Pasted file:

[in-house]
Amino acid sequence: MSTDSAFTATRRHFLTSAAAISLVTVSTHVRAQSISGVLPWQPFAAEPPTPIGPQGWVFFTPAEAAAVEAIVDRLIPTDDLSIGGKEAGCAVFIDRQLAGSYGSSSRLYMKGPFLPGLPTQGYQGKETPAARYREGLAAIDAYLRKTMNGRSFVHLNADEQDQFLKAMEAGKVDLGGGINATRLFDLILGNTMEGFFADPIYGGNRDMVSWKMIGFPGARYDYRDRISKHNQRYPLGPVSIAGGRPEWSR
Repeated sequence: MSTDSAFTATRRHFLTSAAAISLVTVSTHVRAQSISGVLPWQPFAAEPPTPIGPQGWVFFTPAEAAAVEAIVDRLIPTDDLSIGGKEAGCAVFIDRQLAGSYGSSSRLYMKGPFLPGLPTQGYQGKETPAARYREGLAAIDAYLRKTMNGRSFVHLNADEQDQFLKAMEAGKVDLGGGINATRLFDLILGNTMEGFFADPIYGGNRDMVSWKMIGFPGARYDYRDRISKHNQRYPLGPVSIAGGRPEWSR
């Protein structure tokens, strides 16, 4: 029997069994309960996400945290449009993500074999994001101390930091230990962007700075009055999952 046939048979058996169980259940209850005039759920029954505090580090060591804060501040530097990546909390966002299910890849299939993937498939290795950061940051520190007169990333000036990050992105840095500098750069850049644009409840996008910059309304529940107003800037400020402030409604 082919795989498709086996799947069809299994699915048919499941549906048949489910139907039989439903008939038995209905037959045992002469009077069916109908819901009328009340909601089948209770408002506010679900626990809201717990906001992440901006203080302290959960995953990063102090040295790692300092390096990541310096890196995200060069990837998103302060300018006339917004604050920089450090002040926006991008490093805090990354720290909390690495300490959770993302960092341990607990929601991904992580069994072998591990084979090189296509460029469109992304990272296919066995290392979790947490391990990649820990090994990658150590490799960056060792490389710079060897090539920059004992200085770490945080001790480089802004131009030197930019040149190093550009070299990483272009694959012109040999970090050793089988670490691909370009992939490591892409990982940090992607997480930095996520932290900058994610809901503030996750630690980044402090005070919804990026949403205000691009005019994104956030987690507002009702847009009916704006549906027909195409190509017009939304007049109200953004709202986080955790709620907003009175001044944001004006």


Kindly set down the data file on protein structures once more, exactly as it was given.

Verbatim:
[in-house]
Amino acid sequence: MSTDSAFTATRRHFLTSAAAISLVTVSTHVRAQSISGVLPWQPFAAEPPTPIGPQGWVFFTPAEAAAVEAIVDRLIPTDDLSIGGKEAGCAVFIDRQLAGSYGSSSRLYMKGPFLPGLPTQGYQGKETPAARYREGLAAIDAYLRKTMNGRSFVHLNADEQDQFLKAMEAGKVDLGGGINATRLFDLILGNTMEGFFADPIYGGNRDMVSWKMIGFPGARYDYRDRISKHNQRYPLGPVSIAGGRPEWSR
Repeated sequence: MSTDSAFTATRRHFLTSAAAISLVTVSTHVRAQSISGVLPWQPFAAEPPTPIGPQGWVFFTPAEAAAVEAIVDRLIPTDDLSIGGKEAGCAVFIDRQLAGSYGSSSRLYMKGPFLPGLPTQGYQGKETPAARYREGLAAIDAYLRKTMNGRSFVHLNADEQDQFLKAMEAGKVDLGGGINATRLFDLILGNTMEGFFADPIYGGNRDMVSWKMIGFPGARYDYRDRISKHNQRYPLGPVSIAGGRPEWSR
């Protein structure tokens, strides 16, 4: 029997069994309960996400945290449009993500074999994001101390930091230990962007700075009055999952 046939048979058996169980259940209850005039759920029954505090580090060591804060501040530097990546909390966002299910890849299939993937498939290795950061940051520190007169990333000036990050992105840095500098750069850049644009409840996008910059309304529940107003800037400020402030409604 082919795989498709086996799947069809299994699915048919499941549906048949489910139907039989439903008939038995209905037959045992002469009077069916109908819901009328009340909601089948209770408002506010679900626990809201717990906001992440901006203080302290959960995953990063102090040295790692300092390096990541310096890196995200060069990837998103302060300018006339917004604050920089450090002040926006991008490093805090990354720290909390690495300490959770993302960092341990607990929601991904992580069994072998591990084979090189296509460029469109992304990272296919066995290392979790947490391990990649820990090994990658150590490799960056060792490389710079060897090539920059004992200085770490945080001790480089802004131009030197930019040149190093550009070299990483272009694959012109040999970090050793089988670490691909370009992939490591892409990982940090992607997480930095996520932290900058994610809901503030996750630690980044402090005070919804990026949403205000691009005019994104956030987690507002009702847009009916704006549906027909195409190509017009939304007049109200953004709202986080955790709620907003009175001044944001004006």